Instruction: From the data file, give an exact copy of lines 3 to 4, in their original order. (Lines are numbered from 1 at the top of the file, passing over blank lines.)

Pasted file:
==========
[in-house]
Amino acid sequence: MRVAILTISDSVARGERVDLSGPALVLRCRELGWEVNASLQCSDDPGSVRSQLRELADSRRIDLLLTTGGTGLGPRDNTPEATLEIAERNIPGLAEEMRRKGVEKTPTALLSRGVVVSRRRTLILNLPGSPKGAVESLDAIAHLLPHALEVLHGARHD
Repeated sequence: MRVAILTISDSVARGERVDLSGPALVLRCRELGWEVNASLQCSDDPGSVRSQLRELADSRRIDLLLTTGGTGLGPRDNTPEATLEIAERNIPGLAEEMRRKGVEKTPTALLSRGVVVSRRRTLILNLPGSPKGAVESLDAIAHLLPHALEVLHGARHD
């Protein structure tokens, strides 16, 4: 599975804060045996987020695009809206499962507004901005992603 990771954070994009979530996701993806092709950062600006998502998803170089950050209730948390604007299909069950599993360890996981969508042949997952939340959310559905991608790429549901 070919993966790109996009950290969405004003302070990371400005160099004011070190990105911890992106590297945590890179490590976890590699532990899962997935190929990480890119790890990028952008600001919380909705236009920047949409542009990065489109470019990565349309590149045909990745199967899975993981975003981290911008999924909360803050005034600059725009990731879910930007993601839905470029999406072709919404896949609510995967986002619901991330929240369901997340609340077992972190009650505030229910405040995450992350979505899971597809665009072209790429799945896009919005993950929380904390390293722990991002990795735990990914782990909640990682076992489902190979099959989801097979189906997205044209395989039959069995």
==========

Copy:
Repeated sequence: MRVAILTISDSVARGERVDLSGPALVLRCRELGWEVNASLQCSDDPGSVRSQLRELADSRRIDLLLTTGGTGLGPRDNTPEATLEIAERNIPGLAEEMRRKGVEKTPTALLSRGVVVSRRRTLILNLPGSPKGAVESLDAIAHLLPHALEVLHGARHD
């Protein structure tokens, strides 16, 4: 599975804060045996987020695009809206499962507004901005992603 990771954070994009979530996701993806092709950062600006998502998803170089950050209730948390604007299909069950599993360890996981969508042949997952939340959310559905991608790429549901 070919993966790109996009950290969405004003302070990371400005160099004011070190990105911890992106590297945590890179490590976890590699532990899962997935190929990480890119790890990028952008600001919380909705236009920047949409542009990065489109470019990565349309590149045909990745199967899975993981975003981290911008999924909360803050005034600059725009990731879910930007993601839905470029999406072709919404896949609510995967986002619901991330929240369901997340609340077992972190009650505030229910405040995450992350979505899971597809665009072209790429799945896009919005993950929380904390390293722990991002990795735990990914782990909640990682076992489902190979099959989801097979189906997205044209395989039959069995």